[blockquote author=”” style=”null”]Federal prisoners account for less than 13 percent of the total number of people behind bars in the United States, with the vast majority being in state and local facilities and not under the purview of Sessions’ memo.[/blockquote]
Though the federal prison population reached its lowest level in a decade last year, according to Bureau of Prisons statistics, the Brennan Center’s Grawert cautioned against crediting Holder for this drop.
“There’s a slight correlation-causation problem, but I think it’s not too bold to say that I think we’ll see a reversal of that under Sessions,” Grawert said. “Because we’ll see more people charged with more serious offenses carrying longer prison terms, many of them mandatory minimums on relatively minor crimes.”
The sentencing and charging guidelines that Sessions changed apply only to federal prosecutors charging federal crimes. Federal prisoners account for less than 13 percent of the total number of people behind bars in the United States, with the vast majority being in state and local facilities and not under the purview of Sessions’ memo.
“We assistant United States attorneys enforce the federal law, we don’t enforce state law,” said Leiser, representing the federal prosecutors group. “There’s a lot of conflating of state and federal law on this issue, and people tend to combine them and treat them all as one.”
Congress could also always step in and undermine Sessions’ efforts by completely changing the penalties for federal offenses. Sen. Chuck Grassley, one of the sponsors of the bipartisan Sentencing Reform and Corrections Act, said Congress is still waiting on word from the Trump administration on criminal-justice-reform measures, but said the Sessions memo changes little about what Congress can do on the subject.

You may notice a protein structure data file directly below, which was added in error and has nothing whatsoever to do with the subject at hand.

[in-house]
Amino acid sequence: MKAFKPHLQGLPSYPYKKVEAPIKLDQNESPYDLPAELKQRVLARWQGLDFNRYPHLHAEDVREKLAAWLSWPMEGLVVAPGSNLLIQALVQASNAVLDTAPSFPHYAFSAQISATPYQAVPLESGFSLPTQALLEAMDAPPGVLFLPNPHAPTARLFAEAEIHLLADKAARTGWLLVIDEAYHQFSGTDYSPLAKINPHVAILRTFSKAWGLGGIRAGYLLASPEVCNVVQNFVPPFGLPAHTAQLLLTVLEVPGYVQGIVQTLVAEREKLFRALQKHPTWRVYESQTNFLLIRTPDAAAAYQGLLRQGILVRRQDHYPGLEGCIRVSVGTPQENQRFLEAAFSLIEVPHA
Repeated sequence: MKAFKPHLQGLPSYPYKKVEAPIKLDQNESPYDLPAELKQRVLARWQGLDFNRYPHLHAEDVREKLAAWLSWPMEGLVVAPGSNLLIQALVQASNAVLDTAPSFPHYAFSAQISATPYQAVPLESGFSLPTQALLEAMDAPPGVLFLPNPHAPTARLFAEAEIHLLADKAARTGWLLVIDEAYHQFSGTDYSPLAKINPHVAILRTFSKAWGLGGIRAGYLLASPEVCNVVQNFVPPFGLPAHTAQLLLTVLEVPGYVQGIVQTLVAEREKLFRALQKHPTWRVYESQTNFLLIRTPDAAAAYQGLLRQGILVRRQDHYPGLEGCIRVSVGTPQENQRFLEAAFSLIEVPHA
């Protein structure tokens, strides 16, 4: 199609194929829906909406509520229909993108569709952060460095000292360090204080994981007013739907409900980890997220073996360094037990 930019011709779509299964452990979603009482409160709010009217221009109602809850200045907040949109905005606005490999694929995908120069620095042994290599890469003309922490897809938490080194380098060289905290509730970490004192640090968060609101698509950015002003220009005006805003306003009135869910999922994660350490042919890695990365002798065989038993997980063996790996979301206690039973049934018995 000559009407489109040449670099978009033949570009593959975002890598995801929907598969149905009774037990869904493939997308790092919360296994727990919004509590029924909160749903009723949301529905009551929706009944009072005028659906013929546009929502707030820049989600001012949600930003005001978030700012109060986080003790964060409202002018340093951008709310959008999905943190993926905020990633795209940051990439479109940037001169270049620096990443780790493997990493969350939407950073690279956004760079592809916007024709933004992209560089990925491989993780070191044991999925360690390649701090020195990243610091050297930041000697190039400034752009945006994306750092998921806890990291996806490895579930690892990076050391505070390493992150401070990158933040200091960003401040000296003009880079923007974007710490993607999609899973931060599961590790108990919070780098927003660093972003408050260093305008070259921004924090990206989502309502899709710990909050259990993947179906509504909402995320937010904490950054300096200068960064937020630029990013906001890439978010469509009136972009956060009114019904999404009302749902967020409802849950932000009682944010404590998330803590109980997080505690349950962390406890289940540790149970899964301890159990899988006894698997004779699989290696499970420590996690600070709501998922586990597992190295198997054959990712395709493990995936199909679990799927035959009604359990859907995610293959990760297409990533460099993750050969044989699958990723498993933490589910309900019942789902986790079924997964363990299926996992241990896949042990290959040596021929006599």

“I don’t think there’s anything inconsistent [with] what we’re trying to do because we haven’t changed a lot on mandatory sentencing,” Grassley, an Iowa Republican, told reporters last week.
[blockquote author=”Rep. Bobby Scott, D-Va., sponsor of the Justice Safety Valve Act” style=”null”]Mandatory minimums have been studied extensively and have been found to distort rational sentencing systems, discriminate against minorities, waste money and often require a judge to impose sentences that violate common sense.”[/blockquote]
A bipartisan group of lawmakers introduced another criminal-justice-reform bill last week called the Justice Safety Valve Act. With certain crimes, if the defendants meet a set of criteria, the bill would allow judges to impose sentences below the mandatory minimums.
Such a measure, if approved, could undermine the new Sessions policy. Rep. Bobby Scott, a Virginia Democrat who sponsored the bill in the House, explained why.
“Attorney General Sessions’ directive to all federal prosecutors to charge the most serious offenses, including mandatory minimums, ignores the fact that mandatory minimums have been studied extensively and have been found to distort rational sentencing systems, discriminate against minorities, waste money and often require a judge to impose sentences that violate common sense,” Scott said in a statement. “To add insult to injury studies have shown that mandatory minimum sentences fail to reduce crime. Our bill will give back discretion to federal judges so that they can consider all the facts, issues and circumstances before sentencing.”